Bush Resumes Social Security Push

President Bush focused on his proposals for reforming Social Security during a trip to Rochester, N.Y., Tuesday. The president has worked to distance himself from events on Capitol Hill, including the recent filibuster battle.

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STEVE INSKEEP, host:

President Bush is welcoming the Senate's plan to vote on Judge Priscilla Owen.

President GEORGE W. BUSH: Judge Owen is finally going to get an up-or-down vote on the Senate floor. And she is my friend, and more importantly, she's a great judge.

INSKEEP: As the president spoke yesterday, Owen herself was standing beside him in a White House appearance for the cameras. The agreement to vote on some, though not all seven, of the president's most controversial nominees frees lawmakers to consider other issues. One of those issues is the president's plan to change Social Security, which he promoted again as he traveled yesterday. NPR's David Greene followed along on a visit to upstate New York.

DAVID GREENE reporting:

The morning after the filibuster deal was struck in the Senate, President Bush waved to a cluster of reporters at Andrews Air Force Base, boarded Air Force One and was off to Greece. That's a small town outside Rochester, New York. In a high school auditorium, he sat onstage on a stool and told his audience that he likes getting out of the nation's capital to update Americans on the Social Security debate.

Pres. BUSH: I like getting out of Washington to begin with. I like explaining the situation.

GREENE: Before he began an event that lasted just under an hour, Mr. Bush said he did have some other business to touch on.

Pres. BUSH: We got a lot to do in Washington, DC. One of the big issues, of course, is Social Security, although yesterday there was some progress made. I'm pleased that the Senate is moving forward on my judicial nominees who were previously being blocked.

GREENE: The president stayed on that topic for less than half a minute, then got back to his message. In the past, he's shown that the presidential agenda can be reshuffled. He cut short a trip to Texas to intervene in the case of Terry Schiavo when Republicans were trying to keep the Florida woman alive. But in the case of the filibuster debate, Mr. Bush has worked to distance himself from events on Capitol Hill. He continued doing that yesterday when he spent the morning onstage getting to know people from the Rochester area.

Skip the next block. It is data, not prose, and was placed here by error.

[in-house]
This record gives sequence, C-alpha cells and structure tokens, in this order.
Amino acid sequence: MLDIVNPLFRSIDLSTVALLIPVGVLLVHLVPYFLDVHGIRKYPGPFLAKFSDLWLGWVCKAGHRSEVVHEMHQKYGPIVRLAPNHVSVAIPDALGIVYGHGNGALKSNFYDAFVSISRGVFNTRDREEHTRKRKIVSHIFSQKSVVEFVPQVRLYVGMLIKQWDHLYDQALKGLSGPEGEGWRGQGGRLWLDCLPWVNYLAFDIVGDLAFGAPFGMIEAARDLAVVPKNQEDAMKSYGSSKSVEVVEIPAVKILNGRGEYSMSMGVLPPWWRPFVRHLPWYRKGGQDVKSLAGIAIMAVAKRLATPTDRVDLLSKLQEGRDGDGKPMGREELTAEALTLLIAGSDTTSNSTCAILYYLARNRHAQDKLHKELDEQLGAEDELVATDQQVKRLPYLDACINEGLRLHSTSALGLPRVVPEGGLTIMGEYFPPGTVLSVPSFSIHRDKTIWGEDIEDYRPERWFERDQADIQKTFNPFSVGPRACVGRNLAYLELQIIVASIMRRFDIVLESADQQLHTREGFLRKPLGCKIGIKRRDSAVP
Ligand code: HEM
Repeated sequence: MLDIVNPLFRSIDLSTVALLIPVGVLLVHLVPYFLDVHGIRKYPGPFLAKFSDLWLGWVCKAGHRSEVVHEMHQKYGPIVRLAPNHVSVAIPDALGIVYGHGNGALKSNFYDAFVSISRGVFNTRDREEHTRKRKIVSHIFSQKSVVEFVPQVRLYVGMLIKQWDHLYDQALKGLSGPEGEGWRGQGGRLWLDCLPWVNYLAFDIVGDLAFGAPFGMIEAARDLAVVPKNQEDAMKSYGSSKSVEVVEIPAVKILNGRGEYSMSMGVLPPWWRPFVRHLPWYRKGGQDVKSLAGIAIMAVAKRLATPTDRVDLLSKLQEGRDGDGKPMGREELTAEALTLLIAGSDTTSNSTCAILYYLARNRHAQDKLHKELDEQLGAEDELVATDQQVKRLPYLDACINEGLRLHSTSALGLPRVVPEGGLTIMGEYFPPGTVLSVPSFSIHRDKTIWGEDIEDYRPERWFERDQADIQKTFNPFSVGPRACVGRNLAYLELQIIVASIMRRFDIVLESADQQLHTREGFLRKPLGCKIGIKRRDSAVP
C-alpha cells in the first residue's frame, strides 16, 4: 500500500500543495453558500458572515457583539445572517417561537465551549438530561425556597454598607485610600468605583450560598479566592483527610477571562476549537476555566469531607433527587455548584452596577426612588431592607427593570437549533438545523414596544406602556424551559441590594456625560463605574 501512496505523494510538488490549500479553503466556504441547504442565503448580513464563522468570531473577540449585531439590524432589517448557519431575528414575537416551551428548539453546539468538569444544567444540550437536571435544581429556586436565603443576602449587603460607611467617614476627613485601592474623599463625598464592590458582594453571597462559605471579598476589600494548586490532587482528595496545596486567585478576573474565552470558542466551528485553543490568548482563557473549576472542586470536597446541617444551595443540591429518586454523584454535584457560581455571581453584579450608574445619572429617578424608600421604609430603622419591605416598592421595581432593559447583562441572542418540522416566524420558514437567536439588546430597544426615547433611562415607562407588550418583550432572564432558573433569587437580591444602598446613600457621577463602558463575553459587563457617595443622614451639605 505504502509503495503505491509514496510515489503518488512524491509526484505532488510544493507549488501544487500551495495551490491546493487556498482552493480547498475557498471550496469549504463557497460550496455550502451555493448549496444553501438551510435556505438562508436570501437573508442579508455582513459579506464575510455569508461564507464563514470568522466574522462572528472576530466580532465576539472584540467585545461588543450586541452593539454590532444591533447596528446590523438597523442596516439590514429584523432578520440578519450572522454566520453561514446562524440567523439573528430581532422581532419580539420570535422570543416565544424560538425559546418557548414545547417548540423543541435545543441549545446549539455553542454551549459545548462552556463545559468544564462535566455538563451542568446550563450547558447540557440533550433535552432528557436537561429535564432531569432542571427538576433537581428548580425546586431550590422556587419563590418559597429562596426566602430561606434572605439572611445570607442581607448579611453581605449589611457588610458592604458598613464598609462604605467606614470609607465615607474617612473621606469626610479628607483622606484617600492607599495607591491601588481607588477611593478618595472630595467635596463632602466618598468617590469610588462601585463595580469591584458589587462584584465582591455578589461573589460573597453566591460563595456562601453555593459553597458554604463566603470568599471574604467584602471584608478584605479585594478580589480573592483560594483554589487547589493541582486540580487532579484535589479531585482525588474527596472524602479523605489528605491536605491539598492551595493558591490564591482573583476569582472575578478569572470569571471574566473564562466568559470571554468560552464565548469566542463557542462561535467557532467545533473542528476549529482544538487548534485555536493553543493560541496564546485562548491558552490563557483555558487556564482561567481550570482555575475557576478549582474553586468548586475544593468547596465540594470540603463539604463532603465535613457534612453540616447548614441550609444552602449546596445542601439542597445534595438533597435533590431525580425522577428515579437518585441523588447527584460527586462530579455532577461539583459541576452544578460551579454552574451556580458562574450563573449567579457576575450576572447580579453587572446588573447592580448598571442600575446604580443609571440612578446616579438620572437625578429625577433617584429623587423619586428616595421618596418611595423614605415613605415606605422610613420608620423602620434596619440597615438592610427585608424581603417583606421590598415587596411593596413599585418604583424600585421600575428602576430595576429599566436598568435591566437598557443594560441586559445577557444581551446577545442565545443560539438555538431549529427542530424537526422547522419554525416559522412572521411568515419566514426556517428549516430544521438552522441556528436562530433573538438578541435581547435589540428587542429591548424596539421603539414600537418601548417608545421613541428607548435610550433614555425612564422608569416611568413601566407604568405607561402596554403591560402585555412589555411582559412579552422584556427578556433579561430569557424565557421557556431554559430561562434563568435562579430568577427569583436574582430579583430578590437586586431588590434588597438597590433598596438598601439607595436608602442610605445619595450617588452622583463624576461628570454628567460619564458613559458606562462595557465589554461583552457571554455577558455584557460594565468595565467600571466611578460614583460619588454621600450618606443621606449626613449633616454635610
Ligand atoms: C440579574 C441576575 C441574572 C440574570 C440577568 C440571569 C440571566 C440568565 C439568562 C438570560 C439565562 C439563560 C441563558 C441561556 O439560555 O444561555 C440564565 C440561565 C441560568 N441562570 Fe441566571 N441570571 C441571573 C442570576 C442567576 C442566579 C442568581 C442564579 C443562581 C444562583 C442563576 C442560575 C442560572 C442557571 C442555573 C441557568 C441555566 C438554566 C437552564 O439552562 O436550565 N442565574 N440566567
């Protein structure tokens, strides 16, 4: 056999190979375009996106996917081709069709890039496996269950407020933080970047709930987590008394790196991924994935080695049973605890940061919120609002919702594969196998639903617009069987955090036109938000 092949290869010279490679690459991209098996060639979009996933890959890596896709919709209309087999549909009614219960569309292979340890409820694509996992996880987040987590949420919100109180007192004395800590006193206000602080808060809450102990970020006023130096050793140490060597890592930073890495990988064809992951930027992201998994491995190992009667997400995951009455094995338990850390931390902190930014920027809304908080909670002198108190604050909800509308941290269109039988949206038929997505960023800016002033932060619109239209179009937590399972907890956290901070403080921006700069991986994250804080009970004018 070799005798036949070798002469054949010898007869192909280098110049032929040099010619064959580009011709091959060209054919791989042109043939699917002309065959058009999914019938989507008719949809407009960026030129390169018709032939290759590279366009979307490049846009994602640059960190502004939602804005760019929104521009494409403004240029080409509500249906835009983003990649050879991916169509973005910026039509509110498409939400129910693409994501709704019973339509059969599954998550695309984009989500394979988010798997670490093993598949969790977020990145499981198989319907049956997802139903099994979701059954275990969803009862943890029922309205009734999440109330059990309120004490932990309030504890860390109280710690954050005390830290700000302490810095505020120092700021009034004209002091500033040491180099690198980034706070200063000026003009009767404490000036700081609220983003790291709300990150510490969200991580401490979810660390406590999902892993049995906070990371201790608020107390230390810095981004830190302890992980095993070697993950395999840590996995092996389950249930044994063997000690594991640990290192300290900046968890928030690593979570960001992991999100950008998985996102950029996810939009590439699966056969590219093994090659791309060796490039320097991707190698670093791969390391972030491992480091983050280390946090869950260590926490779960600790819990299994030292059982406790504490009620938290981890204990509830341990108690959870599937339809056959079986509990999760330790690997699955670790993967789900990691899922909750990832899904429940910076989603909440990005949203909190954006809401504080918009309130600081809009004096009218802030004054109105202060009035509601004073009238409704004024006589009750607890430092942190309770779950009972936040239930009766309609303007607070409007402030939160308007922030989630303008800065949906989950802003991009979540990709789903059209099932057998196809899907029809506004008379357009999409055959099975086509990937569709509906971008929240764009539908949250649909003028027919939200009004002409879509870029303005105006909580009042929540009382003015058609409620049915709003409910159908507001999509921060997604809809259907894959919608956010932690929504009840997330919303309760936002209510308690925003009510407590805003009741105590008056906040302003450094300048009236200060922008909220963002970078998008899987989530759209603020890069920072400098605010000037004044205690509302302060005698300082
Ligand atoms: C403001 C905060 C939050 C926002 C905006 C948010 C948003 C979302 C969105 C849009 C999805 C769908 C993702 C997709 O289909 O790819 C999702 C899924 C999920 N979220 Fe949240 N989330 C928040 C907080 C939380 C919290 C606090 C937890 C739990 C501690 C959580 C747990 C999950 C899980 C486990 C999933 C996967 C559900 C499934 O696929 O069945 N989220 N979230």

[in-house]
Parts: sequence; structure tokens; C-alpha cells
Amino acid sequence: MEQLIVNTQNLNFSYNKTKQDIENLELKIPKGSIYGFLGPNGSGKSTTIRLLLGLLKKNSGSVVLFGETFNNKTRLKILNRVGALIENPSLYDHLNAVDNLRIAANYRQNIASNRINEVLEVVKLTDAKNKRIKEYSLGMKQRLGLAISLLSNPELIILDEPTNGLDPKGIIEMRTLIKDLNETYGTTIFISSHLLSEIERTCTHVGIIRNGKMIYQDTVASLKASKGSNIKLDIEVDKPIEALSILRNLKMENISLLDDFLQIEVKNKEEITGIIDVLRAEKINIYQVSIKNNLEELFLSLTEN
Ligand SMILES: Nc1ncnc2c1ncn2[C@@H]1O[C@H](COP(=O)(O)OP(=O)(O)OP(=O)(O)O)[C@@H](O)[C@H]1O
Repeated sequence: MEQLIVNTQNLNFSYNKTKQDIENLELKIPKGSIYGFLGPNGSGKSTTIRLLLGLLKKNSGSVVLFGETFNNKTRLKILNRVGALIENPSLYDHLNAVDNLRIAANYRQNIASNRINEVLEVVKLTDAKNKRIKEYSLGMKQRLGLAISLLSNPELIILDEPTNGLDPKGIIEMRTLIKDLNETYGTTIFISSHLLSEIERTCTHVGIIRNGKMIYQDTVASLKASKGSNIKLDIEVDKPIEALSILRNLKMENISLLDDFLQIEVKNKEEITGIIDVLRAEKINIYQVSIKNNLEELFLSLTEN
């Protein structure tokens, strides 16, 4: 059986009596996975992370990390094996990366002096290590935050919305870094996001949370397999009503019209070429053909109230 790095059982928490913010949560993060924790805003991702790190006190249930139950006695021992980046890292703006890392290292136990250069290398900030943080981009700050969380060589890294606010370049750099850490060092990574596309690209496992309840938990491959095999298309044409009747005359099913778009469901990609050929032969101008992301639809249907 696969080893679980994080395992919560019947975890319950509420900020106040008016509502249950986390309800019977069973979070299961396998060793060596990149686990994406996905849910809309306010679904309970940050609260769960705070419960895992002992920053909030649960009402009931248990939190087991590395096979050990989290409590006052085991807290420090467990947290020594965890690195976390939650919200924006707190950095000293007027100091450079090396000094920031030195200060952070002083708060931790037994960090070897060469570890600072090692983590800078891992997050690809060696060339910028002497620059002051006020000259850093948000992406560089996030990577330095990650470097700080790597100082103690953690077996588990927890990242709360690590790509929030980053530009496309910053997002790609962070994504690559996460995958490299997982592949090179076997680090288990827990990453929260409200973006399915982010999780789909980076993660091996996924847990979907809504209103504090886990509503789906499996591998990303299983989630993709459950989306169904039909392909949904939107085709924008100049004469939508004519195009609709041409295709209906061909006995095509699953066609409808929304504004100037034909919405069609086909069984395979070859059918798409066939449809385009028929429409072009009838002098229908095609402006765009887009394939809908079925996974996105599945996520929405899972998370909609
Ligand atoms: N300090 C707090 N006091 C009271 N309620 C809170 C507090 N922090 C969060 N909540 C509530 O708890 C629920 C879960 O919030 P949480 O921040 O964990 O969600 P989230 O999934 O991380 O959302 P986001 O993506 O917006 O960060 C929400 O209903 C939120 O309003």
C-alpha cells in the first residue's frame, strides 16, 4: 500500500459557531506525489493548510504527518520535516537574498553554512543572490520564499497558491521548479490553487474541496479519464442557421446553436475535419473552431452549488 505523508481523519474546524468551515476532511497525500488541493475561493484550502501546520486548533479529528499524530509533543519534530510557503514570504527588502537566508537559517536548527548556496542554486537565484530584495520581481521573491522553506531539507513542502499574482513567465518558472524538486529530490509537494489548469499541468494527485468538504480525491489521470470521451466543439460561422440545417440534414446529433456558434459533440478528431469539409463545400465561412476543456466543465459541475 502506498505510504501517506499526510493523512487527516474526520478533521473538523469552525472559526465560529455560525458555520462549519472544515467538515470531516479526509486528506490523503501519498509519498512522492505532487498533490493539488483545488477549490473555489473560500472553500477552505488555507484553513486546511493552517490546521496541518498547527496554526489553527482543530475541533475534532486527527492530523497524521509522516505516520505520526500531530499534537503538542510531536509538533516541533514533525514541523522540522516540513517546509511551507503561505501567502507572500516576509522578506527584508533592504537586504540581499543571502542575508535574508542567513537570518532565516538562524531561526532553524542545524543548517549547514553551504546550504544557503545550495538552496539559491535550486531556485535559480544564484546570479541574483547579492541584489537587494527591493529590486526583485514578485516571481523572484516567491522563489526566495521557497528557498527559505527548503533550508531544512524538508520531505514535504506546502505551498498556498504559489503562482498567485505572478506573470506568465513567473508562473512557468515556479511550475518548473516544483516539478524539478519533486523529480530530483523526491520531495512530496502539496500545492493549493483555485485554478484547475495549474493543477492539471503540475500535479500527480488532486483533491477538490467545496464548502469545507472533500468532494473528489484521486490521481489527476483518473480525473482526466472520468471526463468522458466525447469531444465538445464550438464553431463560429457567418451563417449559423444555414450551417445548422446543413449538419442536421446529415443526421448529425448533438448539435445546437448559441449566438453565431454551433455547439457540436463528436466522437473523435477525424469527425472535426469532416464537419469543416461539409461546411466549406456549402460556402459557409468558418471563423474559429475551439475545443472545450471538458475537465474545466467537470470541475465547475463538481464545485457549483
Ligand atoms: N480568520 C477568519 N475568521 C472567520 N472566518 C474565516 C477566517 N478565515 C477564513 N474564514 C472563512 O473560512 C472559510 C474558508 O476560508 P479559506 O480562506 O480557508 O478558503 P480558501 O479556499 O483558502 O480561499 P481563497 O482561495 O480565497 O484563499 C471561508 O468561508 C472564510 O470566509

Pres. BUSH: You are Audrey Saglinski(ph).

Ms. AUDREY SAGLINSKI: That's right.

Pres. BUSH: And...

Ms. SAGLINSKI: I'm a 70-year-old widow...

Pres. BUSH: Don't ever say your age--oh, yeah.

Ms. SAGLINSKI: Oh, I have no problem. Don't ask me my weight, though.

Pres. BUSH: OK.

GREENE: Moments later, the president returned to Saglinski's age. He was trying to use her as an example of someone who will continue to get Social Security checks no matter how long they live.

Pres. BUSH: You look great.

Ms. SAGLINSKI: Thank you very much.

Pres. BUSH: You look like a hundred to me. That's where you're going to be.

Ms. SAGLINSKI: Oh, OK.

Pres. BUSH: Thirty more years.

Ms. SAGLINSKI: I'll remind you of that.

Pres. BUSH: All right, good.

GREENE: No matter what's happening in Washington, Social Security events pop up often on the president's schedule. He's been consumed by the issue for some time. Back in March in Arizona, he said he planned to plug away at it.

Pres. BUSH: I'm going to keep talking about it. I know the senators are going to keep talking about it. You talk about it. You talk about it to your friends and neighbors. This is an issue that the American people will help decide the future on this issue. I'm absolutely convinced of it.

GREENE: And a month later in South Carolina.

Pres. BUSH: I'm just starting. I'm just warming up. Matter of fact, I like getting out of Washington, DC.

GREENE: And then a month later in Greece, New York.

Pres. BUSH: The American people expect those of us who are fortunate enough to serve in Washington to solve problems. And I've just begun.

GREENE: President Bush returns often to the theme of a new beginning, both for Social Security itself and for his campaign on behalf of private accounts within the program. Mr. Bush began his 60-day campaign for his changes 84 days ago. But as Memorial Day nears, he's still crisscrossing the country. Polls show there's little enthusiasm for his specific ideas so far. Then again, polls show Americans are far more interested in the future of Social Security than they are in the filibuster flap. Mr. Bush told his audience yesterday that when Congress takes up Social Security, he's confident bipartisanship will prevail. And then he wrapped up the event.

Pres. BUSH: Listen, thank you all for coming. May God bless you all, and may God continue to bless our country.

(Soundbite of applause)

GREENE: And then he left quickly, bound to return to the city he says he loves to leave. David Greene, NPR News, Washington.

INSKEEP: You're listening to MORNING EDITION from NPR News.

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